Tuesday, July 29, 2014

INSIDE STORY: My Awkward Call With the Late Alan ‘Ace’ Greenberg

By John Crudele

Ace Greenberg liked to play cards. Bridge was his favorite game, but he was known to keep a deck of cards on his desk to distract himself from the rigors of Wall Street trading.

But in 1987, or it could have been 1988, Ace and I played a different game — cat and mouse.

Back at the time I was writing a financial column called “The Bottom Line” for New York Magazine.

Corporate takeovers were big then, and I was breaking news about companies going after other companies and corporate raiders making a nuisance of themselves.

Alan “Ace” Greenberg, who died Friday from cancer at the age of 86, was running Bear Stearns at the time. He was a legend on Wall Street and in bridge circles.

And mostly because of Greenberg, Bear had become a favorite of corporate raiders who would buy a big stake in companies through that brokerage firm and then — using that leverage of those purchases — got the target’s management to do whatever the raiders wanted.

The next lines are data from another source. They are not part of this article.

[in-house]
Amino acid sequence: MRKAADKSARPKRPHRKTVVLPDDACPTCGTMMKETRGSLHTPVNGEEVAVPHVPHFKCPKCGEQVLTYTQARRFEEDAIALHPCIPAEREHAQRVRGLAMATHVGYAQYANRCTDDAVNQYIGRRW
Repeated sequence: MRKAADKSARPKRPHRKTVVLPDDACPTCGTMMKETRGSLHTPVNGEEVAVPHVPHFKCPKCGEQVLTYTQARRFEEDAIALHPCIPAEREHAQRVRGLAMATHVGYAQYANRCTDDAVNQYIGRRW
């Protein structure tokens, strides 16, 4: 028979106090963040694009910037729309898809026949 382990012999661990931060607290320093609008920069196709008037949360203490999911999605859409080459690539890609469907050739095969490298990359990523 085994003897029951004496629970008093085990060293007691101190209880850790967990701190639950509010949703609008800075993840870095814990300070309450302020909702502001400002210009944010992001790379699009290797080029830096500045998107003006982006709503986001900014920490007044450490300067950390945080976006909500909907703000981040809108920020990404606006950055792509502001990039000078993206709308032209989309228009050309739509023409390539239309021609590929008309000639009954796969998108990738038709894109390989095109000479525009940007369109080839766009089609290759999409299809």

The raiders were making lots of money. Bear Stearns was doing a lot of business. And I was filling up a bunch of columns. So it was all good — for a while.

I started to notice there were leaks when many of these raiders had accumulated stock. The rule was that buyers would have to file with the Securities and Exchange Commission whenever they purchased 5 percent or more of a company’s shares.

But word was leaking out whenever someone got to, say, 4.9 percent or 4.5 percent. In other words, someone wanted the world to know that the company was under attack, but he didn’t want to get the SEC involved.

This bothered me, but not for the reason you might think.

Read the rest here.

No comments:

Post a Comment